[1960..1969] has precision of 1 year. When we say 1960 we are specifying a
date with a precision of year. Saying that a date is within some range does
not change the precision.
We want, however, another precision. That is what the 196 you suggested
This could let us do things (using now your notation): [196..199]
My suggestion was to make it some consistent and allow our focus of a
decade, for example, to be shifted to a middle point elsewhere..
Think about statements like "Mid 18th century"...
On Tue, 17 Nov 2015 16:00:46 -0500, Denenberg, Ray wrote
> Ultimately there will be a limit to how far I can push these extensions.
The group has been receptive so far but I fear we may be approaching the
deep-end. I do not think the recent suggestions will go over well, for
example [WINDOWS-1252?]‘1960s’ to mean [WINDOWS-1252?]“the nineteen
> So [WINDOWS-1252?]let’s try this.
> Drop the S for significant digits and repurpose it. So,
> [1920..1950] already means [WINDOWS-1252?]“a year between 1920 and
> [1920..1950]S1930 could mean [WINDOWS-1252?]“a year between 1920 and
1950 estimated to be [WINDOWS-1252?]1930” (S for [WINDOWS-
> This form can be used to represent significant digits.
> 171010000S3 (3 significant digits) was meant to mean [WINDOWS-
1252?]“Some year between 171000000 and 171999999, estimated to be [WINDOWS-
> And could instead be
> For [WINDOWS-1252?]“a year in the [WINDOWS-1252?]sixties” [WINDOWS-
1252?]what’s wrong with [1960..1969] and for the nineteen hundreds
> > -----Original Message-----
> > From: Discussion of the Developing Date/Time Standards
> > [mailto:[log in to unmask]] On Behalf Of Edward C.
> > Zimmermann
> > Sent: Tuesday, November 17, 2015 11:34 AM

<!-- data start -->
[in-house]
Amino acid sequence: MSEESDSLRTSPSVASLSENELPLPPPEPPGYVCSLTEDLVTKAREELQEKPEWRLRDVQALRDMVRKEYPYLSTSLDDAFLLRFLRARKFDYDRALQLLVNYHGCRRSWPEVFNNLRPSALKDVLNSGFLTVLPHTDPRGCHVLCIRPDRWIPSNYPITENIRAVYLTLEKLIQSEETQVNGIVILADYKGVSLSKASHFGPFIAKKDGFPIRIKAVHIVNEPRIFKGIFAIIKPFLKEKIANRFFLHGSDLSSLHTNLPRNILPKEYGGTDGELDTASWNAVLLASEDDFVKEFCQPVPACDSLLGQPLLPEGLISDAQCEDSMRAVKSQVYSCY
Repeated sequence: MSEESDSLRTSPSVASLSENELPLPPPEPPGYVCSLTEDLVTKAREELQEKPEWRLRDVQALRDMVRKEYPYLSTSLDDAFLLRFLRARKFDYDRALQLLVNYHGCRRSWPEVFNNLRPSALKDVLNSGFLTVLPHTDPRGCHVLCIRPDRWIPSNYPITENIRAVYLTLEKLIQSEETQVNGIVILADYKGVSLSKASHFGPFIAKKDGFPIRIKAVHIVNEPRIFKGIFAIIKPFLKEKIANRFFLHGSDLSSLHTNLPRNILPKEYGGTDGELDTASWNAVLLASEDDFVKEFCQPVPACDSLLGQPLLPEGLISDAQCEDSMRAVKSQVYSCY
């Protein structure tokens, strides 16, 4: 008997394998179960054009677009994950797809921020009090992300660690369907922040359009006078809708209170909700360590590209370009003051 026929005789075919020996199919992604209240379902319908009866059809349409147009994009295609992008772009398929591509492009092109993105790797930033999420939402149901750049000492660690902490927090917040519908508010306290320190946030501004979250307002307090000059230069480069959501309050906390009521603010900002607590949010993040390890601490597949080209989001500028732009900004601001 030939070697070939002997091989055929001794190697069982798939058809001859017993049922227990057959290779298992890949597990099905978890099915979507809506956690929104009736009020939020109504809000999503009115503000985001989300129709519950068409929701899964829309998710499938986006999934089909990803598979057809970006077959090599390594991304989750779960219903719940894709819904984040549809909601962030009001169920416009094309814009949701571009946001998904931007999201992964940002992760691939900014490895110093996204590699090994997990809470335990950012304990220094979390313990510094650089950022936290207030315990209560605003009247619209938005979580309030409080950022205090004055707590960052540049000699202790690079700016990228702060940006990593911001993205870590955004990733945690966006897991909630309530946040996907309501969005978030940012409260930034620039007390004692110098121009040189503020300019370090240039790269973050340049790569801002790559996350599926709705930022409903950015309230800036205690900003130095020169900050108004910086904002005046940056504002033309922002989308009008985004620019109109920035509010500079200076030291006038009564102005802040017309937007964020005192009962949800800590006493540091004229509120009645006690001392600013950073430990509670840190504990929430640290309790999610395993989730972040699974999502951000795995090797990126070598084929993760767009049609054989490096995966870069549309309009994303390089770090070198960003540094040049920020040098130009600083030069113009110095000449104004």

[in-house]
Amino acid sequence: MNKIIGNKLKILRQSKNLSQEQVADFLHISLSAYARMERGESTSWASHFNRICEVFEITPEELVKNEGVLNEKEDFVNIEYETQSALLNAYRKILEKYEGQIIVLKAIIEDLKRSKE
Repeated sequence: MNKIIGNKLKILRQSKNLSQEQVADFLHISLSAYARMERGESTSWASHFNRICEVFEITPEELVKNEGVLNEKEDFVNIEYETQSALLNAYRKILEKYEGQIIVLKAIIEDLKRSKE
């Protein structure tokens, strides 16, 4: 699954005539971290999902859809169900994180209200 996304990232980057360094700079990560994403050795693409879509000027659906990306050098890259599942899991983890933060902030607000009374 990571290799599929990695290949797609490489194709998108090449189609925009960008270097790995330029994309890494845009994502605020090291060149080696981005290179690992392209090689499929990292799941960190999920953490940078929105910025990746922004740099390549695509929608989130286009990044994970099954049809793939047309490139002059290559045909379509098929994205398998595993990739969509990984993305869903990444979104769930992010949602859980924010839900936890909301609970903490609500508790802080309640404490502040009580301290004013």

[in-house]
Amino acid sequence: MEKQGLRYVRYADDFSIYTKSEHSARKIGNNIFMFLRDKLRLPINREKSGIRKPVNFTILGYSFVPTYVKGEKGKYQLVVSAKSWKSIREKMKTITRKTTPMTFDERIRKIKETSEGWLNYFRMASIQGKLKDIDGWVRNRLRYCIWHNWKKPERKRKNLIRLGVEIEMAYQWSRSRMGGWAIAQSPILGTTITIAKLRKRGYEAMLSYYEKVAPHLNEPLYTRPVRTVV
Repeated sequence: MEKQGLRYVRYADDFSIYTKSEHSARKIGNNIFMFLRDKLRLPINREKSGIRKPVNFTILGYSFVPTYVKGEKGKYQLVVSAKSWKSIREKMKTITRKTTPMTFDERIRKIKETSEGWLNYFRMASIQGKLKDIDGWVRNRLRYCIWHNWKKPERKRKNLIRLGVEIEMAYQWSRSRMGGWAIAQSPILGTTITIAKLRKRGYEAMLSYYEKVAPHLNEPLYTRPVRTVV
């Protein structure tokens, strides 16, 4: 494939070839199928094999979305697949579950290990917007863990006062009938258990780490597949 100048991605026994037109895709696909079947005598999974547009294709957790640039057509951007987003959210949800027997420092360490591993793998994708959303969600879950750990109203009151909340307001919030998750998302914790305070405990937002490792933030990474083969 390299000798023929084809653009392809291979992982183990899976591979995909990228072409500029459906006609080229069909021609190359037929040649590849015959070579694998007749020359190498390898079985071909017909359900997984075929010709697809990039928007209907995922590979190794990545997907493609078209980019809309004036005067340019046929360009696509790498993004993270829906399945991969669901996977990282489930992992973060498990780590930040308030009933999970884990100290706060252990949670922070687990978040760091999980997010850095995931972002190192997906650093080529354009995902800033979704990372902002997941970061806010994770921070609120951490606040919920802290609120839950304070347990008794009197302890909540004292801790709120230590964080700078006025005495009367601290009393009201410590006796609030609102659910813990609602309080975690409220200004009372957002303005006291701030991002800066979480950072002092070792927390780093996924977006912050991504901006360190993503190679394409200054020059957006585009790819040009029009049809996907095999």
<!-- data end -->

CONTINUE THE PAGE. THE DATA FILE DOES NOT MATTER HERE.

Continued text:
> > To: [log in to unmask]
> > Subject: Re: [DATETIME] 1/27 conference call notes
> > On Tue, 17 Nov 2015 09:29:12 +0100, [UTF-8?]SaaÅ¡ha Metsärantala wrote
> > > > I have another suggestion: the posfix "s". [...] When I speak of
> > 1990s, for example, I mean what you now call 199.. Why not call it
> > [...] One could extend it too to other units such as century etc.. It
> > kind of like a reversed decimal point.. 0s means decade... Can dicuss
> > the other combinations..
> > > That seems good, too! But, I still wonder what the first decade of
> > 1900s would be denoted.
> > >
> > > Regards!
> > >
> > > [UTF-8?]SaaÅ¡ha,
> > Another take...
> > Let me see if I can define a more consistent approach:
> > 1980s := the decade of the 1980s
> > 1900s := the decade of the 1900s, e.g. 1900-1910
> > 100s := the decade of the 100s, e.g. 100-110
> > 0s := decade starting at 0.
> > The s meaning "decade" and the 0 meaning starting at 0.
> > So 1980s is the 198th decade
> > Then we can get semantics for things like 1985s. to be something like
> > a year measured 1985 with a precision of 10 years. Really a decade
> > 5 years.
> > If we define
> > sNN where NN is years precision.
> > s := s10. The default is 10 years precision
> > This gives us something like
> > 1980s10 would be the same as 1980s
> > 1985s2 as a date around 1985 with a precision of 2 years
> > 1985s1 is the same as 1985
> > --
> > Edward C. Zimmermann, NONMONOTONIC LAB
Edward C. Zimmermann, NONMONOTONIC LAB